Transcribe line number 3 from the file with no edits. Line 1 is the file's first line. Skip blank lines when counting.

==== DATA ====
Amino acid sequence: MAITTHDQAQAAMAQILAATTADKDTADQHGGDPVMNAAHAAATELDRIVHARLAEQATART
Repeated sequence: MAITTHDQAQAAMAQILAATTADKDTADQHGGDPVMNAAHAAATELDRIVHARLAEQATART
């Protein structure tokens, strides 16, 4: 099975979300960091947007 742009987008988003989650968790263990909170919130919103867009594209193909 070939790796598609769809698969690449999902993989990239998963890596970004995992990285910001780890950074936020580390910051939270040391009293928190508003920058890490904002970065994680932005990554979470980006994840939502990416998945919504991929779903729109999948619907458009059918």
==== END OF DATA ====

């Protein structure tokens, strides 16, 4: 099975979300960091947007 742009987008988003989650968790263990909170919130919103867009594209193909 070939790796598609769809698969690449999902993989990239998963890596970004995992990285910001780890950074936020580390910051939270040391009293928190508003920058890490904002970065994680932005990554979470980006994840939502990416998945919504991929779903729109999948619907458009059918």